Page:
|Plot Summary of Gone to the Dogs|
Bantam, Jan 2004, 6.50, 400 pp.
Beautiful Lynda Keene was selfish and nasty until she was murdered while making “whoopee” with her best friend's husband. Lynda awakened to find herself ordered by Stanley the bean-counter to work undercover on earth doing good deeds. However, Lynda finds that she does not return as a perfect 10, but ironically as an obese Corgi, looking more like a “basketball with legs”.
Now living in Cottonwood, Arizona, her current owner writer Nell Jordan places Miss Piggy as everyone calls her on a strict diet forcing the starving canine to seek crumbs. The two females visit medical facilities and nursing homes to provide comfort to the patients and residents. When senior citizen Frank Cramer dies, he bequests a fortune to that 36-24-34 soul, Miss Piggy, whom stayed with him until his last breath. Private investigator Dan Travis goes undercover as a photographer investigating Nell at the request of his agitated mother over her dad's estate going to the dog. Miss Piggy does not trust this gigolo romancing her pet human, but those feelings conflict with her prime directive of performing good deeds through matchmaking.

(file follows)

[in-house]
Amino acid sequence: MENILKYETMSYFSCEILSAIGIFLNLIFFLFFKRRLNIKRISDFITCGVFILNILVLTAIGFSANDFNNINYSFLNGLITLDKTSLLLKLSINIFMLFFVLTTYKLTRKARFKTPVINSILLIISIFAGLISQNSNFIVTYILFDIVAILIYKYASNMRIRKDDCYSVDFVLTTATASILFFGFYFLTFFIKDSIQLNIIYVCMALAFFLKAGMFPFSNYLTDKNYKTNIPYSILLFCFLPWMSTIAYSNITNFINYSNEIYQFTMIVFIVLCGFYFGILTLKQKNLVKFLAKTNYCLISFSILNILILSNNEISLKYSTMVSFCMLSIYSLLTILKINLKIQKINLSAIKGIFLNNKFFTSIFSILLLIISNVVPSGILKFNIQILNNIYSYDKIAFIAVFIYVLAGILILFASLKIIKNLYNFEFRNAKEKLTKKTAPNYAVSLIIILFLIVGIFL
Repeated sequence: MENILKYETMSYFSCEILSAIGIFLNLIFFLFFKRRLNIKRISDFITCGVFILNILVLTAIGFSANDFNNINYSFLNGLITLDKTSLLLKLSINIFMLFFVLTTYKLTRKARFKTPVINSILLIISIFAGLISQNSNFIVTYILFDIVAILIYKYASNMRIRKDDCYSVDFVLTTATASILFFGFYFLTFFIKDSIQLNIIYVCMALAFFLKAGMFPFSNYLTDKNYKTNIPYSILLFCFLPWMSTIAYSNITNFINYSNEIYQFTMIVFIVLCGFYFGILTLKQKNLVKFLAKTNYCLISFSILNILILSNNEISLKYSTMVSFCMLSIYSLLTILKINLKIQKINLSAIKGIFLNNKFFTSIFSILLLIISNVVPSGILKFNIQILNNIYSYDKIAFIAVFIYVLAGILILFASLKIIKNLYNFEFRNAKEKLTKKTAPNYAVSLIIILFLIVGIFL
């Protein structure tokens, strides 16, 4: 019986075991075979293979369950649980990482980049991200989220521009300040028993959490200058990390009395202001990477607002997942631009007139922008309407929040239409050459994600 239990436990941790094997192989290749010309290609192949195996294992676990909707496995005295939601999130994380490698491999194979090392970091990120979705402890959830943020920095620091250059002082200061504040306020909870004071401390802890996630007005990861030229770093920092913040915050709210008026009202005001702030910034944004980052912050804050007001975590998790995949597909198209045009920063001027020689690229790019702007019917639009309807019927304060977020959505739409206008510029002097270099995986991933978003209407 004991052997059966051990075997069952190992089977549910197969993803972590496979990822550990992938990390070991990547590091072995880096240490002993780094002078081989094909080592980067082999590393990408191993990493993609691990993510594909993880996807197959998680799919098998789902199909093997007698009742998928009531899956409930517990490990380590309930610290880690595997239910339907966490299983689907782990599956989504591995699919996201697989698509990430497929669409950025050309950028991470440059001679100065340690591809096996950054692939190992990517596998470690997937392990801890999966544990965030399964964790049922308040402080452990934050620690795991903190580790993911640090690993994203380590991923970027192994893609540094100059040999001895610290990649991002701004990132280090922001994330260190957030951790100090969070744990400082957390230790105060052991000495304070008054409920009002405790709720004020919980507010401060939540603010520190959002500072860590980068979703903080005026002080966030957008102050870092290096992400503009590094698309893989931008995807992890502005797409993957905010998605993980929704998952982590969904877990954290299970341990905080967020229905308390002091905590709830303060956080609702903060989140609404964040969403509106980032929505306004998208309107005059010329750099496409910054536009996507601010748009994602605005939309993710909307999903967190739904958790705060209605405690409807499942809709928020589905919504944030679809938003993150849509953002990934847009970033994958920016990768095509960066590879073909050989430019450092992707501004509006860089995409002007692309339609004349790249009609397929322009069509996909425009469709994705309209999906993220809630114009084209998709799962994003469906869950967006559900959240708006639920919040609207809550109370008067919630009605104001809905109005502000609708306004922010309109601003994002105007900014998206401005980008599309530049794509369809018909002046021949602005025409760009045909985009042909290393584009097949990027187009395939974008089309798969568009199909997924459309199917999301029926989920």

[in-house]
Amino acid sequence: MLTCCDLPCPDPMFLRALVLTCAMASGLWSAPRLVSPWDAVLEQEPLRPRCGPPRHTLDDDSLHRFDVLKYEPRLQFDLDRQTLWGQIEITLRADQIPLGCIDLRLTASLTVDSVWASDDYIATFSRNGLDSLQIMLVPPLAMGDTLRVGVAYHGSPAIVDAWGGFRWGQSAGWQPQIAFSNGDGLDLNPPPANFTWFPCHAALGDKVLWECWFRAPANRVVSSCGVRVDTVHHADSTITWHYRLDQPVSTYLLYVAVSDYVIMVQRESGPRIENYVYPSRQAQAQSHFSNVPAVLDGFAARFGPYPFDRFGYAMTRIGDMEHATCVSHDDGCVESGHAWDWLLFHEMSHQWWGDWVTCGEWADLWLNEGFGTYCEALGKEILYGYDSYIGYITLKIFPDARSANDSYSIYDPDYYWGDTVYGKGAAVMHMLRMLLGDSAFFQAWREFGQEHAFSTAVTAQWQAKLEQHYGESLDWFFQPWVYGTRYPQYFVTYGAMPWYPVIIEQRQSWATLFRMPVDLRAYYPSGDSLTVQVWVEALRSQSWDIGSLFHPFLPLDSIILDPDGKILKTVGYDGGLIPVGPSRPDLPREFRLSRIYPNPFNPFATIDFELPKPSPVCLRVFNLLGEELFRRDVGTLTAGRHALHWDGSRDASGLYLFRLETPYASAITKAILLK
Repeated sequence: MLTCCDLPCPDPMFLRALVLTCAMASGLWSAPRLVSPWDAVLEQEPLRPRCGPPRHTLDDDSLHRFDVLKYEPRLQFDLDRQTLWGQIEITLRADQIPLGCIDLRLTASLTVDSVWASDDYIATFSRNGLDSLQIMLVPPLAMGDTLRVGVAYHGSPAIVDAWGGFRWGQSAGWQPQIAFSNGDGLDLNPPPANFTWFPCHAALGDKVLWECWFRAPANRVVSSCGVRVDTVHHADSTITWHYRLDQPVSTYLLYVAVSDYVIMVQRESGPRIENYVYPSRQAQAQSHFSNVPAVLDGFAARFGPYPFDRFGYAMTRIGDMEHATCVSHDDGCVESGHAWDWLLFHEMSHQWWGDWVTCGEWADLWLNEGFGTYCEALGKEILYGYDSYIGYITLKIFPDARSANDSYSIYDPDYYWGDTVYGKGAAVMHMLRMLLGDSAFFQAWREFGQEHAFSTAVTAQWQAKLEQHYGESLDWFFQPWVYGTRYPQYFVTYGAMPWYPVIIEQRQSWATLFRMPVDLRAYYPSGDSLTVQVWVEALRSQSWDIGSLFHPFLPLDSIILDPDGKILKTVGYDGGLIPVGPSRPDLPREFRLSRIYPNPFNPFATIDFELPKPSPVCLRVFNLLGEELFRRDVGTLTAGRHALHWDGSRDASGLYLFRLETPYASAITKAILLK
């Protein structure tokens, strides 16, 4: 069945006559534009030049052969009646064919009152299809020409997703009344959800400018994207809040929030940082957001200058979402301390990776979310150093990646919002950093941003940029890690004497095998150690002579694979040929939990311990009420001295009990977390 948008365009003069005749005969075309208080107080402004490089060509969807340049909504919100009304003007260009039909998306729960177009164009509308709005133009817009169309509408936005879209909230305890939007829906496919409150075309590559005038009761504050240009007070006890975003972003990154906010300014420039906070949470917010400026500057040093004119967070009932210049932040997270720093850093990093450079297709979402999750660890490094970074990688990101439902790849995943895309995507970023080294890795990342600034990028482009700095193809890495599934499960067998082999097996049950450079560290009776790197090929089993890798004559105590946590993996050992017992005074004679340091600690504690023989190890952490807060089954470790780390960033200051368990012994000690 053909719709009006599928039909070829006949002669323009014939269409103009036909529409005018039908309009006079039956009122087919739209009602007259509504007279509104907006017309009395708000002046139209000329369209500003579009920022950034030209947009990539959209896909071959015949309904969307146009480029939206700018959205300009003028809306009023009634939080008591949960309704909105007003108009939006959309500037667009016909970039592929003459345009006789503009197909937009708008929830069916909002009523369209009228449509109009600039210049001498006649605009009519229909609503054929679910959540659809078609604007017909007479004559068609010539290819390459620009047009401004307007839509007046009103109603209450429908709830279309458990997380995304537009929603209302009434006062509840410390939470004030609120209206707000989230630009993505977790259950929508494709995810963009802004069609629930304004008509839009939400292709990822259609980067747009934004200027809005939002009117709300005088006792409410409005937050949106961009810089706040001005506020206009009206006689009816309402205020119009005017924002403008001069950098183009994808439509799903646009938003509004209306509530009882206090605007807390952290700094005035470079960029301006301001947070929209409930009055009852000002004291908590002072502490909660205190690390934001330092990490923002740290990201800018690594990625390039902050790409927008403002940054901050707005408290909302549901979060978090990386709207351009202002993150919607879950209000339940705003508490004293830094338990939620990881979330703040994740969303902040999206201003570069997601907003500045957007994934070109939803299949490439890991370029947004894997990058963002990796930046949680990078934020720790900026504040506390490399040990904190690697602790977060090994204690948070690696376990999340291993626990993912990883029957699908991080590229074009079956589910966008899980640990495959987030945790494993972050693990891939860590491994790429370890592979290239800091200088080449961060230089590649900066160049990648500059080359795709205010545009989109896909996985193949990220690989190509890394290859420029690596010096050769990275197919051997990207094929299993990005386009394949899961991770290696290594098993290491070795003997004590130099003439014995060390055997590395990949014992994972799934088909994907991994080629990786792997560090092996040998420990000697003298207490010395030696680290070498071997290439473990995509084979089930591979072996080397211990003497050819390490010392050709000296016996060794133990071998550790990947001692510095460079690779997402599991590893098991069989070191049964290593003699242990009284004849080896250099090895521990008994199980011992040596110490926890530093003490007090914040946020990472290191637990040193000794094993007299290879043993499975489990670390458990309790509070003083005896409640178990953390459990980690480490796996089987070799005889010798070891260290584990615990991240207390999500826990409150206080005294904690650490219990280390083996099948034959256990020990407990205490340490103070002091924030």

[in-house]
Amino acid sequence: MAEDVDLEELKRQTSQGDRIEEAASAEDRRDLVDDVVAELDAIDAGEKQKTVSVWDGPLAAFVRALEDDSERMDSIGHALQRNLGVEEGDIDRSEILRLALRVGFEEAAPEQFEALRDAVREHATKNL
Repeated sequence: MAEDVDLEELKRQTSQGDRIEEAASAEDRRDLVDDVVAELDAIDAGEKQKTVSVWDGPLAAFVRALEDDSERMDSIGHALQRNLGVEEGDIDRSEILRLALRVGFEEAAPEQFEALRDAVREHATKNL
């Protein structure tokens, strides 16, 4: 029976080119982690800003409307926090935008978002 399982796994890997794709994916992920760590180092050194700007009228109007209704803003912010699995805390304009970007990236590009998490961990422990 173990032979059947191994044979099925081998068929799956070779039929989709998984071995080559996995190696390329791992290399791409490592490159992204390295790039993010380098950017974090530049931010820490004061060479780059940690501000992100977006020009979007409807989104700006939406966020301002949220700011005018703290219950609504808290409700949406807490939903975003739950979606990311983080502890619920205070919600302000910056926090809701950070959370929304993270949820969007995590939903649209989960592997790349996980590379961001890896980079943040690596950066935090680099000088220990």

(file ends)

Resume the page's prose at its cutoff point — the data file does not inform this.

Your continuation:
When Miss Piggy wags her tail, the story line is clever, insightful, and fun as a not so repentant Lynda acts good, bad, but definitely no longer sexy. The story line has a bit of suspense with a wannabe dognapper, but that takes away from the charming prime theme of Piggy matchmaking yet also preventing a match as the dog struggles with FINDING MR. RIGHT for Nell. The animal therapy scenes are educational and augment a strong romance with a funny bone that sends fans to the dogs.
This synopsis report prepared by Harriet Klausner
|Chapter Analysis of Gone to the Dogs|
Ratings are on a 1-10 scale (Low to High)
Time/era of story
- 2000+ (Present Day)
- matchmake by angel
Main Male Character
- private investigator
Main Female Character
Accounts of torture and death?
- generic/vague references to death/punishment
What % of story is romance related?
Focus of story
- equally on him and her
How much dialog
- significantly more dialog than descript
Note: the views expressed here are only those of the reviewer(s).
Use our site!
Search for your favorite town
Trade Links with Us!
Most recent discussions:
General Book Talk
Book writing discussion
Off-topic message board
Aline Countess of Romanones
Mark C. Ross
David R. Palmer
Graham D. Watson
More message boards
Our Chief Librarian